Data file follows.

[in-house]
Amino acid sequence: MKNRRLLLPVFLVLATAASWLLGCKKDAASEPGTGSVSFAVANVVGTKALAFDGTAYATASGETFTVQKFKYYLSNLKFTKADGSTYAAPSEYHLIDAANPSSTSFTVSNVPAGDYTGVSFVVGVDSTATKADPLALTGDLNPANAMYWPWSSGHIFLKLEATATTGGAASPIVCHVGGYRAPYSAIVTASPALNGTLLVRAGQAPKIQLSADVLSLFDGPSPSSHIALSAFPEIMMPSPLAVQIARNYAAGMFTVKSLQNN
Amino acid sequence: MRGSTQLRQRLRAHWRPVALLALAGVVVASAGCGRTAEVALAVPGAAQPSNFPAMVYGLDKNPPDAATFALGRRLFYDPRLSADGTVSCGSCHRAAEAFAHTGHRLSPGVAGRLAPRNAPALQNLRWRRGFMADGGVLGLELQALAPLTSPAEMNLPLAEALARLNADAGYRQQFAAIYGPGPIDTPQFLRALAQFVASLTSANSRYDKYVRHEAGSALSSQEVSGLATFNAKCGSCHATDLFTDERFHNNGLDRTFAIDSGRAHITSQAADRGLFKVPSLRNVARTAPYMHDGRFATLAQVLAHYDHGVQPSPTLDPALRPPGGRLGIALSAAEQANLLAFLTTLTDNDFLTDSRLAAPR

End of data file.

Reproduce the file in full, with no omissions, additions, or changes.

[in-house]
Amino acid sequence: MKNRRLLLPVFLVLATAASWLLGCKKDAASEPGTGSVSFAVANVVGTKALAFDGTAYATASGETFTVQKFKYYLSNLKFTKADGSTYAAPSEYHLIDAANPSSTSFTVSNVPAGDYTGVSFVVGVDSTATKADPLALTGDLNPANAMYWPWSSGHIFLKLEATATTGGAASPIVCHVGGYRAPYSAIVTASPALNGTLLVRAGQAPKIQLSADVLSLFDGPSPSSHIALSAFPEIMMPSPLAVQIARNYAAGMFTVKSLQNN
Amino acid sequence: MRGSTQLRQRLRAHWRPVALLALAGVVVASAGCGRTAEVALAVPGAAQPSNFPAMVYGLDKNPPDAATFALGRRLFYDPRLSADGTVSCGSCHRAAEAFAHTGHRLSPGVAGRLAPRNAPALQNLRWRRGFMADGGVLGLELQALAPLTSPAEMNLPLAEALARLNADAGYRQQFAAIYGPGPIDTPQFLRALAQFVASLTSANSRYDKYVRHEAGSALSSQEVSGLATFNAKCGSCHATDLFTDERFHNNGLDRTFAIDSGRAHITSQAADRGLFKVPSLRNVARTAPYMHDGRFATLAQVLAHYDHGVQPSPTLDPALRPPGGRLGIALSAAEQANLLAFLTTLTDNDFLTDSRLAAPR